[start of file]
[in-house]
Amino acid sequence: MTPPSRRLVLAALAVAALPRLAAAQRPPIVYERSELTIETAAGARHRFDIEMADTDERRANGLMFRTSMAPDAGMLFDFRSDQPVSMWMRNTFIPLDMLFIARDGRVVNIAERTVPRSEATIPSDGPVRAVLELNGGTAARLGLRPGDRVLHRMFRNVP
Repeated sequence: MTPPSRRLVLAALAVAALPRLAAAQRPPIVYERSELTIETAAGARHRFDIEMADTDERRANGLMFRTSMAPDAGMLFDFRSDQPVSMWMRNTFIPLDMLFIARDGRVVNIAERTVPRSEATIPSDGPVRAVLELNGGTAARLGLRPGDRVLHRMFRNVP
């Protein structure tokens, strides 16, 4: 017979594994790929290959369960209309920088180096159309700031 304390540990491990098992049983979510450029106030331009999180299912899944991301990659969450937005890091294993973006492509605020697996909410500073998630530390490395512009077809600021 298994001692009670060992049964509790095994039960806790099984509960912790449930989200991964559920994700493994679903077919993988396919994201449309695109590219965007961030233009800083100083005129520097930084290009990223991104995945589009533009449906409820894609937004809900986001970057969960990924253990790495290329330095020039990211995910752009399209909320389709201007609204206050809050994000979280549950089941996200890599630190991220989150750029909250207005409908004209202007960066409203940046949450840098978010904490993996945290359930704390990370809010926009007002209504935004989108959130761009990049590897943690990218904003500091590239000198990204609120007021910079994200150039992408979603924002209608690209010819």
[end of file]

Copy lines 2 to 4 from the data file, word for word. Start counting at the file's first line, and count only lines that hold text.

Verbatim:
Amino acid sequence: MTPPSRRLVLAALAVAALPRLAAAQRPPIVYERSELTIETAAGARHRFDIEMADTDERRANGLMFRTSMAPDAGMLFDFRSDQPVSMWMRNTFIPLDMLFIARDGRVVNIAERTVPRSEATIPSDGPVRAVLELNGGTAARLGLRPGDRVLHRMFRNVP
Repeated sequence: MTPPSRRLVLAALAVAALPRLAAAQRPPIVYERSELTIETAAGARHRFDIEMADTDERRANGLMFRTSMAPDAGMLFDFRSDQPVSMWMRNTFIPLDMLFIARDGRVVNIAERTVPRSEATIPSDGPVRAVLELNGGTAARLGLRPGDRVLHRMFRNVP
């Protein structure tokens, strides 16, 4: 017979594994790929290959369960209309920088180096159309700031 304390540990491990098992049983979510450029106030331009999180299912899944991301990659969450937005890091294993973006492509605020697996909410500073998630530390490395512009077809600021 298994001692009670060992049964509790095994039960806790099984509960912790449930989200991964559920994700493994679903077919993988396919994201449309695109590219965007961030233009800083100083005129520097930084290009990223991104995945589009533009449906409820894609937004809900986001970057969960990924253990790495290329330095020039990211995910752009399209909320389709201007609204206050809050994000979280549950089941996200890599630190991220989150750029909250207005409908004209202007960066409203940046949450840098978010904490993996945290359930704390990370809010926009007002209504935004989108959130761009990049590897943690990218904003500091590239000198990204609120007021910079994200150039992408979603924002209608690209010819």